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October

Visiting Libraries in Southeast Ohio

October 13, 2010
St. Clairsville Public Library

Library Consultant Jan Haines and I visited five libraries in Belmont, Jefferson, and Harrison Counties on October 13-14, 2010.  Our first stop was the St. Clairsville Public Library in Belmont County.  Sheila Perkins has directed the St. Clairsville Public Library for 30 years and recently announced that she plans to retire at the end of this year.  The St. Clairsville Public Library was established in 1938 with the help of the local Rotary Club, which has continued to support the library in a number of ways throughout the years. The library was housed in various locations until 1955, when it moved to the Second National Bank Building.

The community of St. Clairsville is small, with a population of just over 5000, but it is a community that loves and supports its local public library.  The local Wal-Mart provided support for the Library’s children’s literacy program and the St. Clairsville Sunrise Rotary helped fund the Gaming@Your Library progam, provided funding to renovate the Children’s Room by donating $5000 each year for five years, and donates books to the Children’s Room.  A Library Foundation Giving Tree, adorned with the names of donors, is proudly displayed on a wall in the Library.  The Foundation recently purchased ten laptop computers for the Library to help reduce the wait time for patrons wishing to use the Library’s public computers.  The Library also has Friends and Junior Friends of the Library groups to help support programs.

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The Library maintains a close relationship with Belmont Technical College.  The two organizations have worked together on a number of projects including the recent renovation of the Library’s large front windows.  Students enrolled in the college’s Building Preservation and Restoration program worked to repair and restore the windows at no cost to the library.

Martins Ferry Public Library

The Martins Ferry Public Library was built in 1968 by Robert E. Forsythe, a Martins Ferry native who also designed the Pro Football Hall of Fame in Canton, OH.  The Martins Ferry Public Library consists of a Main Library in Martins Ferry and branches in Bethesda, Bridgeport, Powhatan Point, Shadyside, and Flushing.  Yvonne Myers is the library’s director.

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The library offers programs for all ages including two story times for babies, a strong teen program, and adult programs that include reading groups and book signings.  Chris Berthalter, the Belmont County Prosecuting Attorney recently published his first novel, Heir to the Throne, and did a book-signing as a fundraiser for the library.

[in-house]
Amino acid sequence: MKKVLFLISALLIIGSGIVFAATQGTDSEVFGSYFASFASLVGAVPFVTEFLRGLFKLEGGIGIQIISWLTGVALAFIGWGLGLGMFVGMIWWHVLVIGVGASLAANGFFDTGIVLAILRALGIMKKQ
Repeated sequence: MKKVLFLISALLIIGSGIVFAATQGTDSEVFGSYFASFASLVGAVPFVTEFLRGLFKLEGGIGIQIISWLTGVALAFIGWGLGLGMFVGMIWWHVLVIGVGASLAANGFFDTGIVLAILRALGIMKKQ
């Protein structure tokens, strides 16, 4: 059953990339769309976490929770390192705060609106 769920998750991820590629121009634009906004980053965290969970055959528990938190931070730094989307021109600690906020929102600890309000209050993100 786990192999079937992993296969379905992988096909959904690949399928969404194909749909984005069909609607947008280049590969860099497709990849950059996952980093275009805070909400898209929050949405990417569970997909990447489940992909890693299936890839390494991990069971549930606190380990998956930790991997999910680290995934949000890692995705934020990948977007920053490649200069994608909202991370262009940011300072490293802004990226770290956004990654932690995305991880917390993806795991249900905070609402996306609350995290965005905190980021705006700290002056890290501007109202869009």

The library houses the Martins Ferry Hall of Honor.  The Hall of Honor was established to acknowledge those citizens whose actions or accomplishments have affected, aided, or brought fame to Martins Ferry. Those eligible for this honor must have been born, lived, or worked in the City of Martins Ferry.  The library’s architect, Robert E. Forsythe, was inducted into the Hall of Honor in 2008.

The library has established beneficial partnerships with several community agencies and organizations.  One such partnership resulted in having inmates from the local correctional facility paint the lower level of the library with bright colors and characters to brighten the children’s area.

Bellaire Public Library

The Bellaire Public Library was established in 1927 and was located in the basement of Bellaire High School.  In the 1940’s the Mellott Family donated $450,000 to support the public library and community center.  A portion of these funds were used to construct the Mellott Memorial Building, which opened on December 19, 1960.  The library underwent a remodeling and expansion in 1998-2000 using Mellott Trust Funds.  This expansion allowed the library to double its original size.  The Mellott Memorial Mural, honoring the Mellott Family, is prominently displayed in the library.

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Mary Roberts is the Interim Director of the Bellaire Public Library, which boasts a collection of nearly 80,000 items, a special collection of materials documenting the history of glass in the area, and a community room that is used by the Bellaire High School Thespians, the Ohio Valley Promenaders, and many other local groups and organizations.  While we were visiting, the Bellaire High School Thespians were rehearsing for a production of one-act comedies scheduled to take place that week.

October 13, 2010
AnchorPublic Library of Steubenville and Jefferson County